happy all! I saw in the surrounding villages smoke the chimneys and
ride a steamboat on the Rheine . Violently I blew with the cloth and thought to notice that I was blown again! The lucky ones
down there thought it was a greeting of joy. Ah, they did not know how much the sign of distress and
despair was! The band's music sounded on the back deck, the bank, the hotel, their arms
The loves! What waves me? Death from all corners of this gruesome ruin. And what kind of death? Father,
mother, George, Marie, would you let me die so terribly, so terribly?

Am I still alive? - It seems to me that I've been up here for an eternity. The tongue sticks to my mouth, I
can not call. My clothes are hanging in shreds; My hair is disheveled; I think I am deaf;
I hear nothing more, the world is as extinct. Yesterday, two burrows
flew up , and sat down on the edge, weary with the flight. It was the last happiness that was my part, a greeting
from the world, from life. When they flew away, I watched them for a long time, I thought they had to fly straight
to mine and bring them news of my misery.

This is, I believe, the fourth day! Day? The Fourth Amendment to Hell! Yesterday I felt as if I was listening.
Everything was terribly dead and still; I was as in the grave, without feeling, without thought or sense. Suddenly I heard
my name as if from afar, as we call from our house in Edinburgh. I pulled myself up and
climbed up again the piled stones; Already I could not see any more! It lay like a veil
before my eyes. In the sway, the underlay dissolved, and I fell with the stones to the ground.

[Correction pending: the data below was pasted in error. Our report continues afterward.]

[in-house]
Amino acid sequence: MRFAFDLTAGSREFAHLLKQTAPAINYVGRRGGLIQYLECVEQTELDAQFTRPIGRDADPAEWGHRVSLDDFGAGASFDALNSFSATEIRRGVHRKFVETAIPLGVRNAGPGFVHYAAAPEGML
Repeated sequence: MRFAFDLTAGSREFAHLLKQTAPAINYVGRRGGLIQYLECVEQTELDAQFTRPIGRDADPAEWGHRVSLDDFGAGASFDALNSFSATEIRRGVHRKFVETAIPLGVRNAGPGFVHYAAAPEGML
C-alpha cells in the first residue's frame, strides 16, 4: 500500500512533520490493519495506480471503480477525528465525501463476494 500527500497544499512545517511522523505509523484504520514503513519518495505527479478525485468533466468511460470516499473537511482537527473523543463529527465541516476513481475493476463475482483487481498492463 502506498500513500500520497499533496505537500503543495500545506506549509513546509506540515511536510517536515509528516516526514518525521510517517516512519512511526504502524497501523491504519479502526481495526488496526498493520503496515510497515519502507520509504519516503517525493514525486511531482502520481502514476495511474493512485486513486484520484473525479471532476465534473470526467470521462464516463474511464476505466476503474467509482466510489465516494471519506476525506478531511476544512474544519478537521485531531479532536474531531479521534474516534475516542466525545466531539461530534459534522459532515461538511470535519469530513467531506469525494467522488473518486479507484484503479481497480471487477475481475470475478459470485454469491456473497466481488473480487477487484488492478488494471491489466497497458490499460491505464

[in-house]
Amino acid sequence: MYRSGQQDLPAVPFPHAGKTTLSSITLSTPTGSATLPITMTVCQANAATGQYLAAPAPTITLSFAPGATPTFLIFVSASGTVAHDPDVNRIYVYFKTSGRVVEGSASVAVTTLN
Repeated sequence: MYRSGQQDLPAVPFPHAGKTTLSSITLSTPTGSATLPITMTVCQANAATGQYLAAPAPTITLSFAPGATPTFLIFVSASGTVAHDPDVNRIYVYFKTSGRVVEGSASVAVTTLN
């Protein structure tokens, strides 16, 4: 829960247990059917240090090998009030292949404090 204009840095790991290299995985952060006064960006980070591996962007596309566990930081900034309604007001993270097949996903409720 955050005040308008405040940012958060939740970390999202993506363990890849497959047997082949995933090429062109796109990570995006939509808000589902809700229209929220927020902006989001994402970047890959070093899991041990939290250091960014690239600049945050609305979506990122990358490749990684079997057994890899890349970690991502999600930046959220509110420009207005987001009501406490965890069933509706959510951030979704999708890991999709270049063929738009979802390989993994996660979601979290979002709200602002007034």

How long I lay, stunned by the trap, I do not know. All I know is, my death is certain. Once
more I will pray for the salvation of my soul, for you, father, mother, George and Marie. Then I will see whether I
still have strength to drag myself to the dark hope of the tower and to fall down. Oh, why did not I do it
right away.

Father in heaven, be merciful to my soul.



Idilia Dubb and her family were originally from Scotland. In the late spring of 1851, The Dubbs, Idilia, her mother and father and brother and sister took a trip to Germany. On their trip, they visited Lehneck Castle in the city of Lahnstein along the Rhine River. Idilia, wanting to record a view of the river, climbed the dilapidated stairs in the abandoned castle to the top of the pentagonal tower. With her sketchbook in hand, she was to start drawing the magnificent view from the castle but the wooden stairs collapsed trapping her in the tower.

No one knew that she had went up there and all expected her for dinner that evening. When Idilia didn't show up, the police were notified and a search went out. Everywhere and everything was searched. The only place that wasn't was Lahneck Castle. Fearing the worst, Idilia's family hesitantly and despondently, returned to Scotland. Idilia screamed and waved at whoever she could from the tower but no one heard, no one saw, no one cared, no one came.

In 1860, Lahneck Castle was finally going to undergo repairs. Workers climbed to the top of the tower and found a skeleton in tattered clothes, some pages of a sketchbook nearby. Words scrawled on the pages told the story of the final days of Idilia Dubb. Her parents were brought in from Scotland, her remains identified and taken home.

Most people agree that Idilia Dubb did not really exist, that her diary is a fraud, and that her tale of tragedy is just that: a made-up story. Researchers have been unable to find evidence of the Dubb family anywhere in Scotland and that her diary is in such good condition despite being exposed to the elements for nine years.

Is the story of Idilia Dubb a complete fabrication? Is it a mix of truth and fiction? We will likely never know.